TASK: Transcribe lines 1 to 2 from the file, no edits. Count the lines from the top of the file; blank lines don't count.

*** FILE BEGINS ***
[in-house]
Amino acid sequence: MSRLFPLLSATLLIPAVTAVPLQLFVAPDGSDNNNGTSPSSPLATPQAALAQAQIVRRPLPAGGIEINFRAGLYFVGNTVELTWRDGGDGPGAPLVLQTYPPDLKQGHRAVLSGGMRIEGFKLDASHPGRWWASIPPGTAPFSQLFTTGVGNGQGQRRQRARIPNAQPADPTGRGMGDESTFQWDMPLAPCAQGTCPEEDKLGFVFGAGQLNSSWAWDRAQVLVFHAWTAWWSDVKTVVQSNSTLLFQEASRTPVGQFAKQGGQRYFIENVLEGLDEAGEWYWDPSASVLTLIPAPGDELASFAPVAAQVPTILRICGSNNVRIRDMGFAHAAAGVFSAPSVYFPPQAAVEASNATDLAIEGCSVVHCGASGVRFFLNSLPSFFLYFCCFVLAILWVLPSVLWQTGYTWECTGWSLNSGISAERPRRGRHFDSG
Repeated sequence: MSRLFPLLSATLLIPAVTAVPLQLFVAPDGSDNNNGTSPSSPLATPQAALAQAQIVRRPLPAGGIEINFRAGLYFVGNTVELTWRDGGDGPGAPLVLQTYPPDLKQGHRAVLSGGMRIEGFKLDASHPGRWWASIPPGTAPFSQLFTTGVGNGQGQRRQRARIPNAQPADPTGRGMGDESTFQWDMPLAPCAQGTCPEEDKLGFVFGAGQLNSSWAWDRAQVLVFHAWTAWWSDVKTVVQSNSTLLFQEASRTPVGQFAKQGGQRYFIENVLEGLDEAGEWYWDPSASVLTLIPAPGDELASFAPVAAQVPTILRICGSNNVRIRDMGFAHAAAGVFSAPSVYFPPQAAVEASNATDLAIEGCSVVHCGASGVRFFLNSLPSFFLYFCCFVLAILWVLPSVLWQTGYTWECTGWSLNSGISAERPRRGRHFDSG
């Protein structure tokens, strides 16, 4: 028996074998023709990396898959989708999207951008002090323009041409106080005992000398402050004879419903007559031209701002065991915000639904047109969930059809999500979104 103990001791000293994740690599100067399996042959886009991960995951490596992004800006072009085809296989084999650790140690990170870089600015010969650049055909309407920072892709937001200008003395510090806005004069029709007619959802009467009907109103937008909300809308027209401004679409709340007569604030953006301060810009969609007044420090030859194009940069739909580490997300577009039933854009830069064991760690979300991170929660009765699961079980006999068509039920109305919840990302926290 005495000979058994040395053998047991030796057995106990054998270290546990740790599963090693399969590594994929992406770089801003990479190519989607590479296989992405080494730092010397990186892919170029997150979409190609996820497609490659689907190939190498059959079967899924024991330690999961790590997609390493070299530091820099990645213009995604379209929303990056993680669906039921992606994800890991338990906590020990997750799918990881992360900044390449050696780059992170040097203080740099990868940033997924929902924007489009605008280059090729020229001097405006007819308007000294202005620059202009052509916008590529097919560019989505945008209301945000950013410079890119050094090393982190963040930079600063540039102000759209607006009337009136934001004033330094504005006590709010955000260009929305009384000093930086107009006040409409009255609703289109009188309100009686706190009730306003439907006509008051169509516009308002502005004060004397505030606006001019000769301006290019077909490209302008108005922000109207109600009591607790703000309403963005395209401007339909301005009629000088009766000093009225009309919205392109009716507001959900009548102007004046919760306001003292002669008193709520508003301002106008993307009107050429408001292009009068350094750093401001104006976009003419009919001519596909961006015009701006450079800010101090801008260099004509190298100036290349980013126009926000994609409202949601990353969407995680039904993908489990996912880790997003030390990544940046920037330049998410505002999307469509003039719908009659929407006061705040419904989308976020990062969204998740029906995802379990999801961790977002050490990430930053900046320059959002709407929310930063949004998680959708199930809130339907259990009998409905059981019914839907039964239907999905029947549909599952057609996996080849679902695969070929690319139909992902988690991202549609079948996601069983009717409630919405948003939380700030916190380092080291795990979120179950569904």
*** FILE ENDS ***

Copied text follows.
[in-house]
Amino acid sequence: MSRLFPLLSATLLIPAVTAVPLQLFVAPDGSDNNNGTSPSSPLATPQAALAQAQIVRRPLPAGGIEINFRAGLYFVGNTVELTWRDGGDGPGAPLVLQTYPPDLKQGHRAVLSGGMRIEGFKLDASHPGRWWASIPPGTAPFSQLFTTGVGNGQGQRRQRARIPNAQPADPTGRGMGDESTFQWDMPLAPCAQGTCPEEDKLGFVFGAGQLNSSWAWDRAQVLVFHAWTAWWSDVKTVVQSNSTLLFQEASRTPVGQFAKQGGQRYFIENVLEGLDEAGEWYWDPSASVLTLIPAPGDELASFAPVAAQVPTILRICGSNNVRIRDMGFAHAAAGVFSAPSVYFPPQAAVEASNATDLAIEGCSVVHCGASGVRFFLNSLPSFFLYFCCFVLAILWVLPSVLWQTGYTWECTGWSLNSGISAERPRRGRHFDSG